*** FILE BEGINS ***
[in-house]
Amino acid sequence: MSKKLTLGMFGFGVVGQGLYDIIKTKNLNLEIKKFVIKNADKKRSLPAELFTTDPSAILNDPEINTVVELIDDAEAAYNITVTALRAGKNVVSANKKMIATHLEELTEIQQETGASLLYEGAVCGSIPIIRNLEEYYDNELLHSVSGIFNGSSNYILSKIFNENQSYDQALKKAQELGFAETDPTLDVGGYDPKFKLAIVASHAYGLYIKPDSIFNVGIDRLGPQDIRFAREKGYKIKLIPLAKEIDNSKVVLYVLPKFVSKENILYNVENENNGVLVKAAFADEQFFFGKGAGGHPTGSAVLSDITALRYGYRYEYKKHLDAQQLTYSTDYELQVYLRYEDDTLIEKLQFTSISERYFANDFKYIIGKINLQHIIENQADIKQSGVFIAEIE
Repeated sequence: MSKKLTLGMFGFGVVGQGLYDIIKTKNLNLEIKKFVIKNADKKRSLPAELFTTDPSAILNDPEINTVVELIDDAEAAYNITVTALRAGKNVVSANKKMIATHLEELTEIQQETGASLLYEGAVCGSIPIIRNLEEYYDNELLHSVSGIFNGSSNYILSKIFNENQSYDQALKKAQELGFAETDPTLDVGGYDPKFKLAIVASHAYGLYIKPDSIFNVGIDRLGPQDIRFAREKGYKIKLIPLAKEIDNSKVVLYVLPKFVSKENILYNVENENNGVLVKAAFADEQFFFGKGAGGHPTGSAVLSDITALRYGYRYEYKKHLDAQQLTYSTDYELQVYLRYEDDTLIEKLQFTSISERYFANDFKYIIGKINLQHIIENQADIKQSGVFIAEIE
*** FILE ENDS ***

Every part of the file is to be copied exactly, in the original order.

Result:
[in-house]
Amino acid sequence: MSKKLTLGMFGFGVVGQGLYDIIKTKNLNLEIKKFVIKNADKKRSLPAELFTTDPSAILNDPEINTVVELIDDAEAAYNITVTALRAGKNVVSANKKMIATHLEELTEIQQETGASLLYEGAVCGSIPIIRNLEEYYDNELLHSVSGIFNGSSNYILSKIFNENQSYDQALKKAQELGFAETDPTLDVGGYDPKFKLAIVASHAYGLYIKPDSIFNVGIDRLGPQDIRFAREKGYKIKLIPLAKEIDNSKVVLYVLPKFVSKENILYNVENENNGVLVKAAFADEQFFFGKGAGGHPTGSAVLSDITALRYGYRYEYKKHLDAQQLTYSTDYELQVYLRYEDDTLIEKLQFTSISERYFANDFKYIIGKINLQHIIENQADIKQSGVFIAEIE
Repeated sequence: MSKKLTLGMFGFGVVGQGLYDIIKTKNLNLEIKKFVIKNADKKRSLPAELFTTDPSAILNDPEINTVVELIDDAEAAYNITVTALRAGKNVVSANKKMIATHLEELTEIQQETGASLLYEGAVCGSIPIIRNLEEYYDNELLHSVSGIFNGSSNYILSKIFNENQSYDQALKKAQELGFAETDPTLDVGGYDPKFKLAIVASHAYGLYIKPDSIFNVGIDRLGPQDIRFAREKGYKIKLIPLAKEIDNSKVVLYVLPKFVSKENILYNVENENNGVLVKAAFADEQFFFGKGAGGHPTGSAVLSDITALRYGYRYEYKKHLDAQQLTYSTDYELQVYLRYEDDTLIEKLQFTSISERYFANDFKYIIGKINLQHIIENQADIKQSGVFIAEIE